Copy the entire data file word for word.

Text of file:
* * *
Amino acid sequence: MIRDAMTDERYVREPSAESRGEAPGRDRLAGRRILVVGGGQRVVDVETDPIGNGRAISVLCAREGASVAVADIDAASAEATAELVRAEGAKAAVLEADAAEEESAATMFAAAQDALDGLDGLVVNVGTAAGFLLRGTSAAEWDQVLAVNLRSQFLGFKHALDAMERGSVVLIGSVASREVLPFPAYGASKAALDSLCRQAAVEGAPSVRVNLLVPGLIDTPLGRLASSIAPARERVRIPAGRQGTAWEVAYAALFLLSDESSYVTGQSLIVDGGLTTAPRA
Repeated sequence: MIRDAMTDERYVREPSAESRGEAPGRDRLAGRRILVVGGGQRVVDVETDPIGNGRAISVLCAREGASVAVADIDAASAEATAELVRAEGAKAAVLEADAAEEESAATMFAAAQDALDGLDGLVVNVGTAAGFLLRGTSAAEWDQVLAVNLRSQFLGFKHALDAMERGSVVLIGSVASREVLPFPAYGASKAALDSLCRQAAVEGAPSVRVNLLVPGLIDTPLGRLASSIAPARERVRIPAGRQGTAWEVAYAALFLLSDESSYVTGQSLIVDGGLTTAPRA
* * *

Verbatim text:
Amino acid sequence: MIRDAMTDERYVREPSAESRGEAPGRDRLAGRRILVVGGGQRVVDVETDPIGNGRAISVLCAREGASVAVADIDAASAEATAELVRAEGAKAAVLEADAAEEESAATMFAAAQDALDGLDGLVVNVGTAAGFLLRGTSAAEWDQVLAVNLRSQFLGFKHALDAMERGSVVLIGSVASREVLPFPAYGASKAALDSLCRQAAVEGAPSVRVNLLVPGLIDTPLGRLASSIAPARERVRIPAGRQGTAWEVAYAALFLLSDESSYVTGQSLIVDGGLTTAPRA
Repeated sequence: MIRDAMTDERYVREPSAESRGEAPGRDRLAGRRILVVGGGQRVVDVETDPIGNGRAISVLCAREGASVAVADIDAASAEATAELVRAEGAKAAVLEADAAEEESAATMFAAAQDALDGLDGLVVNVGTAAGFLLRGTSAAEWDQVLAVNLRSQFLGFKHALDAMERGSVVLIGSVASREVLPFPAYGASKAALDSLCRQAAVEGAPSVRVNLLVPGLIDTPLGRLASSIAPARERVRIPAGRQGTAWEVAYAALFLLSDESSYVTGQSLIVDGGLTTAPRA